What If You Don’t Need to Take Required Minimum Distributions?
If you’re nearing age 70½, you’ll soon reach an important retirement planning milestone. That’s the age at which you must start taking required minimum distributions, also known as RMDs, from your traditional IRA.
The IRS mandates the distributions at age 70½ for a very simple reason: the investments in your traditional IRA have likely been growing tax-deferred for many years, or even decades. You also may have received deductions when you originally contributed to the IRA. At some point, the IRS wants to collect taxes on that growth. Thus the mandate for distributions at age 70½.
Your RMD amount is based on the value of your IRA and your age. Your required withdrawal percentage may start fairly low, around 2 or 3 percent. As you age, though, the percentage will increase. If you live into your late 90’s, you may find yourself withdrawing a substantial portion of your IRA every year.
What are your options, though, if you don’t need the money? What if you have enough assets and income from other sources to live comfortably? Many retirees don’t enjoy withdrawing money they don’t need simply to pay taxes on it.
There’s no avoiding the RMD issue. If you keep the money in the traditional IRA and don’t take RMDs after 70 ½, you could face significant penalties. However, there are other steps you can take to make sure the money is put to good use. Below are three popular uses for RMDs if you don’t need the income.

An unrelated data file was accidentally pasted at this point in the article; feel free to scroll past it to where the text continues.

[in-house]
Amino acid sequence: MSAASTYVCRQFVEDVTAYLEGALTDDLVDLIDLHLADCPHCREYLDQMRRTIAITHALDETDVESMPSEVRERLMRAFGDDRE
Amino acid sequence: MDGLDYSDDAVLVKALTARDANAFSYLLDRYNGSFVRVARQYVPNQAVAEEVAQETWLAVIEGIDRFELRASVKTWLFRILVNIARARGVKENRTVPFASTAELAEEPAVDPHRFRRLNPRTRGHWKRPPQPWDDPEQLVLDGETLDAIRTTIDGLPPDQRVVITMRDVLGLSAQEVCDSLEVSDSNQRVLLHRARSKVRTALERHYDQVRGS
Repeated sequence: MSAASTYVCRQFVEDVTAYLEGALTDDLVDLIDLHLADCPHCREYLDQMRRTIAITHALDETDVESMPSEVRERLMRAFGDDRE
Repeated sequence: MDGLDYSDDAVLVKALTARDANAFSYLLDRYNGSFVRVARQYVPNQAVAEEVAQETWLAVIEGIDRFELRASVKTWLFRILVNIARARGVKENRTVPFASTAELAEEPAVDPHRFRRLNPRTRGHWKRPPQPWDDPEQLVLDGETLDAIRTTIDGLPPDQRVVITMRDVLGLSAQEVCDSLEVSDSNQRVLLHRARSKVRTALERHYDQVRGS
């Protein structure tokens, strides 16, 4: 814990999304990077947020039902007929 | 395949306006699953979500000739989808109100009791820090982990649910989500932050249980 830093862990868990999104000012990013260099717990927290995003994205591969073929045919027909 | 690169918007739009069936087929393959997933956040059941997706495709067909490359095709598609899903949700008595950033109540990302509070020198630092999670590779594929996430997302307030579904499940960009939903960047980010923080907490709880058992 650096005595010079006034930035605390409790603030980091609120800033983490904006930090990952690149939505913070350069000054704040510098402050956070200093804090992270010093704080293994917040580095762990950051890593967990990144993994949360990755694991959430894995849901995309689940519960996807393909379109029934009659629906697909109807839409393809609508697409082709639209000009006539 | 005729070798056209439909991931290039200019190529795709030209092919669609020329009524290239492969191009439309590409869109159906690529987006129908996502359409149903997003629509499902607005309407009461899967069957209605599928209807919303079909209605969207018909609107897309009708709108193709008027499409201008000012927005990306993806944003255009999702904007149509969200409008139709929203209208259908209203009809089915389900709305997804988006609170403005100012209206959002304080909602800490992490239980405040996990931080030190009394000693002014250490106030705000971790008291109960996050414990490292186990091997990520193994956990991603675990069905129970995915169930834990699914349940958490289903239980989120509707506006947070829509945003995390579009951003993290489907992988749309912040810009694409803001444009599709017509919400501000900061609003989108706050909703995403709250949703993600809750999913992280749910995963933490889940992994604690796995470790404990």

1. Give it away.
Many people want to keep their funds in their IRA so they can eventually leave it to children or to their favorite charitable organization. You may not be able to keep it in the IRA, but there’s no reason why you can’t still give those funds away.
You could set up a gifting program to distribute the funds to your children or grandchildren on a regular basis. That way, you could see them put the money to use while you’re still alive. You might be able to help them get an education, start their own business or pursue some other dream.
You could also give the money to charity. That would help you get a deduction and offset some of the tax bill for making the RMD in the first place. Also, if you’re potentially facing estate taxes, you could alleviate the issue by getting the funds out of your estate.
2. Convert the IRA.
If you really want to avoid RMDs altogether, you could consider converting your traditional IRA into a Roth IRA. Contrary to popular belief, you can actually do a Roth conversion after you retire.
When you do a Roth conversion, you have to pay taxes on the growth that has accumulated within the traditional IRA. However, that’s a one-time tax payment. The funds are then converted into a Roth IRA where they can grow tax-free indefinitely as Roth IRAs don’t have RMDs.
3. Buy life insurance.
If you’re in good health and your ultimate goal is to leave as big of a legacy as possible for your loved ones, you may want to use your RMDs to buy life insurance. You could leverage the distributions to enhance the size of your estate. Although you would be paying taxes on the distributions, you would also be providing your beneficiaries with a tax-free benefit after you pass away.
If you’re unsure of what to do with your upcoming RMDs, contact one of our agents Your Retirement Reality. As full-service financial professionals in Texas, we’ve helped many retirees develop retirement distribution strategies. We look forward to helping you and your family reach your goals. Download our complete Retirement Reality guide here.
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15622 – 2016/4/28
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